Diabetes insipidus has been found in association with xanthomatosis; sarcoidosis; pulmonary fibrosis; trauma; tumors; hemorrhage and infarcts; infections, including syphilis, tuberculosis, measles, mumps, scarlet fever, chicken pox, influenza, encephalitis, and actinomycosis; pellagra; hereditary and congenital lesions such as Laurence-Moon-Biedl-syndrome, pituitary dwarfism, and idiopathic diabetes insipidus.1
Many of the above conditions may cause or be found in association with pulmonary disease. The purpose of this paper is to discuss some of the relationships between the causes of diabetes insipidus and pulmonary disease and to present two cases of diabetes insipidus with pulmonary fibrosis and no known etiology.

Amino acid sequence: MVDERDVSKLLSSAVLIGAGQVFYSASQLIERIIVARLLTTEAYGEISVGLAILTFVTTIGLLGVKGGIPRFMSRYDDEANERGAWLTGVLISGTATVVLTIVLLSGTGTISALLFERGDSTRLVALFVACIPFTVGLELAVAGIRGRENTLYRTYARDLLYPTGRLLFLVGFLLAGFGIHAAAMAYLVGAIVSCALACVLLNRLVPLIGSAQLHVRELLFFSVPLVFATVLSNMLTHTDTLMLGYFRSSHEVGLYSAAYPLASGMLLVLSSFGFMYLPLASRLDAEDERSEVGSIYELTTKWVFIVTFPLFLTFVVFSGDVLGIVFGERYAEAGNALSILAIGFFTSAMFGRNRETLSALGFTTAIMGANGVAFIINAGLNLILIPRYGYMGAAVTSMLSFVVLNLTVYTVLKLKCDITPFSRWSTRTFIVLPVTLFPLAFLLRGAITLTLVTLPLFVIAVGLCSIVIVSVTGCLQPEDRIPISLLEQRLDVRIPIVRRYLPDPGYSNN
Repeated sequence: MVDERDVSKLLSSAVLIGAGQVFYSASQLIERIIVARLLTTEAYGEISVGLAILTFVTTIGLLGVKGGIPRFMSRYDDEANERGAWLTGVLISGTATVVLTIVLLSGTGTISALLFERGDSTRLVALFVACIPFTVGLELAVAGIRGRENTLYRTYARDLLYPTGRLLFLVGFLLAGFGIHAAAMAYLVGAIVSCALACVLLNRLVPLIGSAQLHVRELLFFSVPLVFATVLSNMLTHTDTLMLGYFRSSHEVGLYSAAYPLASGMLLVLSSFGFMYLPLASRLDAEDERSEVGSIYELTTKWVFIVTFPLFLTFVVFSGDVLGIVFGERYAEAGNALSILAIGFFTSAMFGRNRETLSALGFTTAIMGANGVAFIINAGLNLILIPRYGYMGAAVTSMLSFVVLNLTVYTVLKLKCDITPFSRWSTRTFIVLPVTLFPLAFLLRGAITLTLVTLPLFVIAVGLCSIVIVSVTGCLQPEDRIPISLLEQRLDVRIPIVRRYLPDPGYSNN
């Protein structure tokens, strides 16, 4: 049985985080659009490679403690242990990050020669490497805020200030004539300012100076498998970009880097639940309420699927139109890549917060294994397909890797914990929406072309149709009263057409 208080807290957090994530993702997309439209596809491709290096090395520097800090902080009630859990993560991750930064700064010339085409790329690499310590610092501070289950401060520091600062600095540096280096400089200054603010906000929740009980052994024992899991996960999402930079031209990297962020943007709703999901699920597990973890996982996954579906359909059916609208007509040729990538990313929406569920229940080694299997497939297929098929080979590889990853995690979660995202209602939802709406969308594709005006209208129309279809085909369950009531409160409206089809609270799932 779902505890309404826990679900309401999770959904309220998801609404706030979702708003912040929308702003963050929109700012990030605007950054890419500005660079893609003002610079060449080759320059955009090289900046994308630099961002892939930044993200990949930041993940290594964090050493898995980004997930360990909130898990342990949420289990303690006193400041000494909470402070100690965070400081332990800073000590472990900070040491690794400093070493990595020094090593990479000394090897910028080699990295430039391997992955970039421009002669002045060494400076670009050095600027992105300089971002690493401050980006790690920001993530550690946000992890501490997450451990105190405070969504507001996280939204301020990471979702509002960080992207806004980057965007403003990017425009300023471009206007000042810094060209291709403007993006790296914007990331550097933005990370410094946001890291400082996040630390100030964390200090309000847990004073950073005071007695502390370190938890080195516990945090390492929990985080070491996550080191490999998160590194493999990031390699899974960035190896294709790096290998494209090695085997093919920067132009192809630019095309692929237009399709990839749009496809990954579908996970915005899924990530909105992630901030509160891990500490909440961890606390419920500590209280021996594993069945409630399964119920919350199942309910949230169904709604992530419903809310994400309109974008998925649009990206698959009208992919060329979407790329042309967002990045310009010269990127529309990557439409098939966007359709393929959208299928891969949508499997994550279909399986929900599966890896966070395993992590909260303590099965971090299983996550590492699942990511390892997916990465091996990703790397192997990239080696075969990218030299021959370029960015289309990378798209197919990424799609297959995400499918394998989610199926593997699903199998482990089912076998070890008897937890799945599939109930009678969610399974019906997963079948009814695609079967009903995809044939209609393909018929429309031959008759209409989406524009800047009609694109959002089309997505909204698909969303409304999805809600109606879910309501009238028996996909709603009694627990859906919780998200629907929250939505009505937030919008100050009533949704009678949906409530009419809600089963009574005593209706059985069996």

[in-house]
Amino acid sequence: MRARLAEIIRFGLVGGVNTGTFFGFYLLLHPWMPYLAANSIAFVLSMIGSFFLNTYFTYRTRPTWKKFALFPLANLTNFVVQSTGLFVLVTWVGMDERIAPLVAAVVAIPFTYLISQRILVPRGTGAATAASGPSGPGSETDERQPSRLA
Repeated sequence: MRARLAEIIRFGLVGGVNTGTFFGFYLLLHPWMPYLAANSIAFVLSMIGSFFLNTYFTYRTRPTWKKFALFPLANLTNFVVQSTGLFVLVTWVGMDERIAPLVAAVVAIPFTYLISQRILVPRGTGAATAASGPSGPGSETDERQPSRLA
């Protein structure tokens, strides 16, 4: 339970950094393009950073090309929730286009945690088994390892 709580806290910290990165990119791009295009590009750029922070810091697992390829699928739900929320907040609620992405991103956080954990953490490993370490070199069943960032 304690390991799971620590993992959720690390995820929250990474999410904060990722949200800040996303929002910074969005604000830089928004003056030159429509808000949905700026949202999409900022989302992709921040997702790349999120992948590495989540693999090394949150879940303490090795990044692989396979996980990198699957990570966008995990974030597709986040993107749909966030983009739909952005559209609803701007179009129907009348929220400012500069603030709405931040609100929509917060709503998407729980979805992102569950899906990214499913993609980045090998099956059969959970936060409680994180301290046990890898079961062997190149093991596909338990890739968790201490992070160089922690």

—A 26-year-old white man was admitted to the National Naval Medical Center, Bethesda, Md., with an eight-month history of polydipsia and polyuria. He consumed up to 2 gallons (7.6 liters) of water daily and voided equally large quantities of urine. He voided approximately every 40 minutes and had nocturia as often
FREUD WI. Diabetes Insipidus and Pulmonary Fibrosis. AMA Arch Intern Med. 1955;95(6):823–827. doi:10.1001/archinte.1955.00250120059007
Artificial Intelligence Resource Center
Customize your JAMA Network experience by selecting one or more topics from the list below.